9. 9. Targeted sequencing using gene panels Illumina Ion Torrent
  10. 10. Considerations that affect capture efficiency -Quality and quantity of input DNA -Repeat elements, tandem repeats and pseudogenes: uneven distribution of coverage -Extreme GC content: 5’UTR, first exons of genes, promoter regions -Library insert length and its distribution: •Different capture platforms recommend different sets of standard practices for sample library preparation. •.As a result of these underlying chemistries, each platform has its own range of recommended fragment sizes. Agilent insert size ranges from 100 to 300bp, Nimblegen ranges from 150 to 250bp and TruSeq has the broadest range of 300 to 500bp. -Consistent laboratory procedures.
  11. 11. Sequence capture for cancer genomics
  12. 12. Exome vs. whole genome sequencing PROS: • Enabling technologies: NGS machines, open-source algorithms, capture reagents, lowering cost, big sample collections • Exomes are more cost effective (less sequencing for the same coverage): human genome 3,2 Gb vs. human exome aprox. 50 Mb (1- 2% of the genome) • Simplified bioinformatics analysis compared to whole genomes CHALLENGES: • Still can’t interpret many Mendelian disorders • Rare variants need large samples sizes • Exome might miss regions of interest (e.g. novel non-coding genes) • Exome reagents do not capture all exons • Sometimes unsuccessful to interpret clinical data Shendure, Genome Biol 2011
  13. 13. ( ) /emPCR Exome sequencing workflow
  14. 14. Illumina exome sequencing Kits Sequencers -Nimblegen EZ capture -Agilent SureSelect -Raindance .......
  15. 15. Ion exome sequencing
  16. 16. De novo sequencing Resequencing Whole genome sequencing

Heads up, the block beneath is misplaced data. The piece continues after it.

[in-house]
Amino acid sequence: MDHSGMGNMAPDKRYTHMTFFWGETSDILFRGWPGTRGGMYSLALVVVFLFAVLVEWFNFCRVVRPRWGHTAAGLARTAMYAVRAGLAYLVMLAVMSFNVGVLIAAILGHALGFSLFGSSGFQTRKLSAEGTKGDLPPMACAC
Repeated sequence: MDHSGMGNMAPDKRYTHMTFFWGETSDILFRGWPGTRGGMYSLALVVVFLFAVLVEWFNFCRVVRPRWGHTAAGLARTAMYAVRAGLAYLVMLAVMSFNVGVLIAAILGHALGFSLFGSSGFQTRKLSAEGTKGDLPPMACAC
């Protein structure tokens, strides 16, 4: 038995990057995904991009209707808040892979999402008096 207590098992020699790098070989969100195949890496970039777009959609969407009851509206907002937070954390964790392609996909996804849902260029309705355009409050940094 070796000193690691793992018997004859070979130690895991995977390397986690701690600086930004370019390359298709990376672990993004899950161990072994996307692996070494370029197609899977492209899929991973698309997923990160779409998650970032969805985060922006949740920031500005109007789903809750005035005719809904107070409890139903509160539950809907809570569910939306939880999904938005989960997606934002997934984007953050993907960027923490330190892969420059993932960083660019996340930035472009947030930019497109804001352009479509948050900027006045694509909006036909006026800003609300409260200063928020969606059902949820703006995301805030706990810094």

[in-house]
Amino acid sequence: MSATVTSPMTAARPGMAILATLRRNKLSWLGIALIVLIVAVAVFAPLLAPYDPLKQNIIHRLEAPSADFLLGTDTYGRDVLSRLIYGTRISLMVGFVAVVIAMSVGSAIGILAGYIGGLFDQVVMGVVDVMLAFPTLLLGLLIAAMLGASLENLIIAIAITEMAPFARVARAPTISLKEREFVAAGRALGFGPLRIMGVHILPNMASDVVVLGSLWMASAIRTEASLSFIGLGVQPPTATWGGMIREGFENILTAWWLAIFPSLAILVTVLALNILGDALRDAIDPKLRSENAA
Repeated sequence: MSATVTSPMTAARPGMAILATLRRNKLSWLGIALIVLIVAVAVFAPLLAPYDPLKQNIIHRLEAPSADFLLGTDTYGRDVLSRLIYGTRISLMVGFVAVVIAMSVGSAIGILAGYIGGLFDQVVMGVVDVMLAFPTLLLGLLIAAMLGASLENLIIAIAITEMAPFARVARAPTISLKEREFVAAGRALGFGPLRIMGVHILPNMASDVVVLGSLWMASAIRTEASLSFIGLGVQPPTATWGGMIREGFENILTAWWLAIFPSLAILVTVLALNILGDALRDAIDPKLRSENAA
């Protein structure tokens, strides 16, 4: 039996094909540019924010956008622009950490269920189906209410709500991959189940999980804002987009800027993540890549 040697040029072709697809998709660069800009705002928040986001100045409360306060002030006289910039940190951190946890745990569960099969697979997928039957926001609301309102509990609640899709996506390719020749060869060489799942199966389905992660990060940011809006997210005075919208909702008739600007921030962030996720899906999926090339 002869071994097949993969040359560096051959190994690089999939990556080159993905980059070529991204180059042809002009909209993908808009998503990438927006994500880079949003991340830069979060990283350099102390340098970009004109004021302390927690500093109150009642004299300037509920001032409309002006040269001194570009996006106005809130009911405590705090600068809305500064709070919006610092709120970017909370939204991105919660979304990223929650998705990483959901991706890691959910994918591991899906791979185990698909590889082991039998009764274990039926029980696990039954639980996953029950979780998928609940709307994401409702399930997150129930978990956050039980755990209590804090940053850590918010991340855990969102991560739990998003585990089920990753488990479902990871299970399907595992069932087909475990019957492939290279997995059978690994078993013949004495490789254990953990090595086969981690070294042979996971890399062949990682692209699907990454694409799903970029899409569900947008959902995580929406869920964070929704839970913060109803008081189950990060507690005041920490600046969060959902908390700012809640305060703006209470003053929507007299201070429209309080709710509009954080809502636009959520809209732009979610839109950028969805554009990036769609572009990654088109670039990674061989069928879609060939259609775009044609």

17. 17. Whole genome sequencing Sequenced reads Contigs Scaffolds Mapped Scaffolds Genome map Long reads (454, PacBio, PE Illumina reads) Shot gun
  18. 18. 18 Secuenciación de la cepa bacteriana E. coli O104:H4 con GS Junior, MiSeq, PGM. 1. Creación de un ensamblaje de referencia (Roche GS FLX+ shotgun + 8 Kb PE, coverage 32x). Contiene 1 cromosoma (5.3 kb) y 2 plásmidos. Quedan 153 gaps correspondientes a regiones repetitivas sin resolver. 2. Secuenciación de la misma cepa usando: • 2 runs del 454 GS Junior • 2 chips 316 del Ion Torrent PGM • 1 run del MiSeq (2x150 bases) Performance comparison of benchtop high-troughput sequencing platforms. Nat. Biotechn. 30 (5): 434-441 (2012) Whole genome sequencing
  19. 19. 19 Conclusions: “One important conclusion from this evaluation is that saying that one has “sequenced a bacterial genome” means different things on different benchtop sequencing platforms” MiSeq GS Junior IonTorrent Throughput/run The highest The lowest The fastest Errors The lowest Intermediate(indels) Many, specially in homopolymers Read length Intermediate (2x150bp) The longest (520 bp) The shortest (100bp) Run time The longest (27 hr) Intermediate (9 hr) The shortest (3 hr) Price per Mb The cheapest The most expensive Intermediate Other considerations Unfillable gaps Errors in homopolymers The worstest performance Performance comparison of benchtop high-troughput sequencing platforms. Nat. Biotechn. 30 (5): 434-441 (2012) Whole genome sequencing